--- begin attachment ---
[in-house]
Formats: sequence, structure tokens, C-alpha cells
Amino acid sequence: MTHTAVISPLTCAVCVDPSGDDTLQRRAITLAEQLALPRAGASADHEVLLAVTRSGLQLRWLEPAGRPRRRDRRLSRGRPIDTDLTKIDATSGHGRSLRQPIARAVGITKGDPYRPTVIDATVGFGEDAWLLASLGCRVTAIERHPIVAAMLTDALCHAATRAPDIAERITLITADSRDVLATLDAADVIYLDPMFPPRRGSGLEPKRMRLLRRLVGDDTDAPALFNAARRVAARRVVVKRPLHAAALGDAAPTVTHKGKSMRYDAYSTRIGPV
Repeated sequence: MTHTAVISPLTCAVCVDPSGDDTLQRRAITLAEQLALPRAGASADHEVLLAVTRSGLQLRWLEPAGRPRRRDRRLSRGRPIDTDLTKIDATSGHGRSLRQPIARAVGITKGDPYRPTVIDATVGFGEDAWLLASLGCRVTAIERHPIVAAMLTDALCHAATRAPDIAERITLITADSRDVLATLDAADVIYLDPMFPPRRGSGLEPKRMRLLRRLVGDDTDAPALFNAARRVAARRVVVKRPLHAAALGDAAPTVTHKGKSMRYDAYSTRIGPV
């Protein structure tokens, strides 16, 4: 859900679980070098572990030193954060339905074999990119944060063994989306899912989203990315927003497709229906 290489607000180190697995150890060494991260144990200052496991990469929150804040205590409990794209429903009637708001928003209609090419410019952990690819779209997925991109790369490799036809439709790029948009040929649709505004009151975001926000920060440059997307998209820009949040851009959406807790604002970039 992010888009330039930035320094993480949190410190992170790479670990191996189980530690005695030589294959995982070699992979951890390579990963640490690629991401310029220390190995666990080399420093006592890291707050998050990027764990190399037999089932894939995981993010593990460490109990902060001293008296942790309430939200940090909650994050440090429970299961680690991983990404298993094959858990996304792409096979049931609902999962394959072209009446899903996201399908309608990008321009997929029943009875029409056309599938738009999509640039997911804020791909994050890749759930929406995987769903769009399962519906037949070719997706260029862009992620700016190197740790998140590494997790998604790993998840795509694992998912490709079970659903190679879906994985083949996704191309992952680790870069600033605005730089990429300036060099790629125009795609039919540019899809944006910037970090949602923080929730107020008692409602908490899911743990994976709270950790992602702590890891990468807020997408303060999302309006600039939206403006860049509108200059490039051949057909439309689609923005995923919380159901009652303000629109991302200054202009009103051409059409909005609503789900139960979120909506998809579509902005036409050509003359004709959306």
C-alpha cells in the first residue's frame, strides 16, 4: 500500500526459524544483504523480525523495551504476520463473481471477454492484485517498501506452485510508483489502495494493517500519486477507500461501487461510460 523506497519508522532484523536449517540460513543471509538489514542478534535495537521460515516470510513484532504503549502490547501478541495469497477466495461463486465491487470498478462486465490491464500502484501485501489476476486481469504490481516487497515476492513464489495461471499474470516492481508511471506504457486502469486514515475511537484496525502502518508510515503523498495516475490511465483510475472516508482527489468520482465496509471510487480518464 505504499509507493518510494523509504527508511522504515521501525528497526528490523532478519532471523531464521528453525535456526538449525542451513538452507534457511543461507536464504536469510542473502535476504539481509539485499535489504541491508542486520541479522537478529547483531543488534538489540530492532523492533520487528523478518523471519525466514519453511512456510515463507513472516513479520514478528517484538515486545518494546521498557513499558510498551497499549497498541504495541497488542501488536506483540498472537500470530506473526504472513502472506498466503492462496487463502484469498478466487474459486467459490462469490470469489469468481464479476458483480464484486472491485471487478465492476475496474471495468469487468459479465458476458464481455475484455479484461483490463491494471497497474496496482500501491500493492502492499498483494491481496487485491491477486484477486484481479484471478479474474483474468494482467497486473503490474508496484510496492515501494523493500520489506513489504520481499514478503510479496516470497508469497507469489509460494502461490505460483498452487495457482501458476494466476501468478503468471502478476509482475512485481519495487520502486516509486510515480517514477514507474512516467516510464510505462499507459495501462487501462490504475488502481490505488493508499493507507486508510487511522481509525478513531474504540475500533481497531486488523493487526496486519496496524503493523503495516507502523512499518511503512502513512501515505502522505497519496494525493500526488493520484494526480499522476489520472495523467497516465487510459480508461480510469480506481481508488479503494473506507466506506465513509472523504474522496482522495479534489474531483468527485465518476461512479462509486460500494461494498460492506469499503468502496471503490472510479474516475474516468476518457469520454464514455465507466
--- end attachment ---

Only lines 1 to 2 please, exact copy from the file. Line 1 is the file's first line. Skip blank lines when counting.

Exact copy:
[in-house]
Formats: sequence, structure tokens, C-alpha cells